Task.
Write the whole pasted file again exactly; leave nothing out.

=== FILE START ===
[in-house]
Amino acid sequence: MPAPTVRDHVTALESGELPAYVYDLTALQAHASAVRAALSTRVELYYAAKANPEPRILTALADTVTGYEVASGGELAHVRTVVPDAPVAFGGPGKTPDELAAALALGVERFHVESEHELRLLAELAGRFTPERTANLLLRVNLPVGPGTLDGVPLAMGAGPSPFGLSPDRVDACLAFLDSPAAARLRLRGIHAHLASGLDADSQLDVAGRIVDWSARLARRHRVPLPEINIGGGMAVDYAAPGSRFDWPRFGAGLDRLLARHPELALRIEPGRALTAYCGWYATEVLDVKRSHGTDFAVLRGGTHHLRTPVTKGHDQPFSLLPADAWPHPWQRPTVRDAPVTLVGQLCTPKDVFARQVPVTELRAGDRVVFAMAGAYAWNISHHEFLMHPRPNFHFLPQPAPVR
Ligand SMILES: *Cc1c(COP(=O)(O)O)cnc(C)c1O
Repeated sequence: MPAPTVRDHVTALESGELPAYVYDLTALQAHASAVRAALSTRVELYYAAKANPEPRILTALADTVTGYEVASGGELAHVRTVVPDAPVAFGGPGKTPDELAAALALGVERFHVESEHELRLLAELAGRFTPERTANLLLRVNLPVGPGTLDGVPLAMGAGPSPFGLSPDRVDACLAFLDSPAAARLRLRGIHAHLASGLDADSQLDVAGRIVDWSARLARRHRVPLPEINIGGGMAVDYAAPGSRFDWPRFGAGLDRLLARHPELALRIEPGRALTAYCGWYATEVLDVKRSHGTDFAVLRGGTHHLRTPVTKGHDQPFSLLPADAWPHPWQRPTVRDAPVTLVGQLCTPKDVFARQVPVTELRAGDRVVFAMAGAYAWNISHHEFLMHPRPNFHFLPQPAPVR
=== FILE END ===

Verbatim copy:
[in-house]
Amino acid sequence: MPAPTVRDHVTALESGELPAYVYDLTALQAHASAVRAALSTRVELYYAAKANPEPRILTALADTVTGYEVASGGELAHVRTVVPDAPVAFGGPGKTPDELAAALALGVERFHVESEHELRLLAELAGRFTPERTANLLLRVNLPVGPGTLDGVPLAMGAGPSPFGLSPDRVDACLAFLDSPAAARLRLRGIHAHLASGLDADSQLDVAGRIVDWSARLARRHRVPLPEINIGGGMAVDYAAPGSRFDWPRFGAGLDRLLARHPELALRIEPGRALTAYCGWYATEVLDVKRSHGTDFAVLRGGTHHLRTPVTKGHDQPFSLLPADAWPHPWQRPTVRDAPVTLVGQLCTPKDVFARQVPVTELRAGDRVVFAMAGAYAWNISHHEFLMHPRPNFHFLPQPAPVR
Ligand SMILES: *Cc1c(COP(=O)(O)O)cnc(C)c1O
Repeated sequence: MPAPTVRDHVTALESGELPAYVYDLTALQAHASAVRAALSTRVELYYAAKANPEPRILTALADTVTGYEVASGGELAHVRTVVPDAPVAFGGPGKTPDELAAALALGVERFHVESEHELRLLAELAGRFTPERTANLLLRVNLPVGPGTLDGVPLAMGAGPSPFGLSPDRVDACLAFLDSPAAARLRLRGIHAHLASGLDADSQLDVAGRIVDWSARLARRHRVPLPEINIGGGMAVDYAAPGSRFDWPRFGAGLDRLLARHPELALRIEPGRALTAYCGWYATEVLDVKRSHGTDFAVLRGGTHHLRTPVTKGHDQPFSLLPADAWPHPWQRPTVRDAPVTLVGQLCTPKDVFARQVPVTELRAGDRVVFAMAGAYAWNISHHEFLMHPRPNFHFLPQPAPVR